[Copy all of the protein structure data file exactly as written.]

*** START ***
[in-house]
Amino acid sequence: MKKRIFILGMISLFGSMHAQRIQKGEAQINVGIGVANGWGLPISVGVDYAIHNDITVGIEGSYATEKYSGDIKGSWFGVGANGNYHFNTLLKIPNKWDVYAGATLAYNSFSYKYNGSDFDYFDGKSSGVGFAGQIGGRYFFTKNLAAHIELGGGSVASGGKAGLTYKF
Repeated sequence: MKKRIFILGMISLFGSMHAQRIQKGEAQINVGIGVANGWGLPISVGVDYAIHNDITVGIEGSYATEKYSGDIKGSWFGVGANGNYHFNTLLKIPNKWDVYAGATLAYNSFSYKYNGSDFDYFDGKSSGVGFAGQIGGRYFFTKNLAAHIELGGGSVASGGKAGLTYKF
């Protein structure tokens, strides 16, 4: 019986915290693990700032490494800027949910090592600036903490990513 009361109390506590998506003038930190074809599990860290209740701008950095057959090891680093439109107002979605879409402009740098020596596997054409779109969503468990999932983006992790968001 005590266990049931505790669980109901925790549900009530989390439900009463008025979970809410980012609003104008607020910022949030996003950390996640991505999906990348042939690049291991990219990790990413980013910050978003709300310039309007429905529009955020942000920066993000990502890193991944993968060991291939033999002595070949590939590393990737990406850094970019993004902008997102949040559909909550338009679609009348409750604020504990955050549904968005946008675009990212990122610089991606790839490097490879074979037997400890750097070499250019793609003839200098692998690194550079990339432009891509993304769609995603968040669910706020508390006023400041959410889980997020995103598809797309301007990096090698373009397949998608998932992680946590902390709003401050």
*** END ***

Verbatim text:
[in-house]
Amino acid sequence: MKKRIFILGMISLFGSMHAQRIQKGEAQINVGIGVANGWGLPISVGVDYAIHNDITVGIEGSYATEKYSGDIKGSWFGVGANGNYHFNTLLKIPNKWDVYAGATLAYNSFSYKYNGSDFDYFDGKSSGVGFAGQIGGRYFFTKNLAAHIELGGGSVASGGKAGLTYKF
Repeated sequence: MKKRIFILGMISLFGSMHAQRIQKGEAQINVGIGVANGWGLPISVGVDYAIHNDITVGIEGSYATEKYSGDIKGSWFGVGANGNYHFNTLLKIPNKWDVYAGATLAYNSFSYKYNGSDFDYFDGKSSGVGFAGQIGGRYFFTKNLAAHIELGGGSVASGGKAGLTYKF
């Protein structure tokens, strides 16, 4: 019986915290693990700032490494800027949910090592600036903490990513 009361109390506590998506003038930190074809599990860290209740701008950095057959090891680093439109107002979605879409402009740098020596596997054409779109969503468990999932983006992790968001 005590266990049931505790669980109901925790549900009530989390439900009463008025979970809410980012609003104008607020910022949030996003950390996640991505999906990348042939690049291991990219990790990413980013910050978003709300310039309007429905529009955020942000920066993000990502890193991944993968060991291939033999002595070949590939590393990737990406850094970019993004902008997102949040559909909550338009679609009348409750604020504990955050549904968005946008675009990212990122610089991606790839490097490879074979037997400890750097070499250019793609003839200098692998690194550079990339432009891509993304769609995603968040669910706020508390006023400041959410889980997020995103598809797309301007990096090698373009397949998608998932992680946590902390709003401050």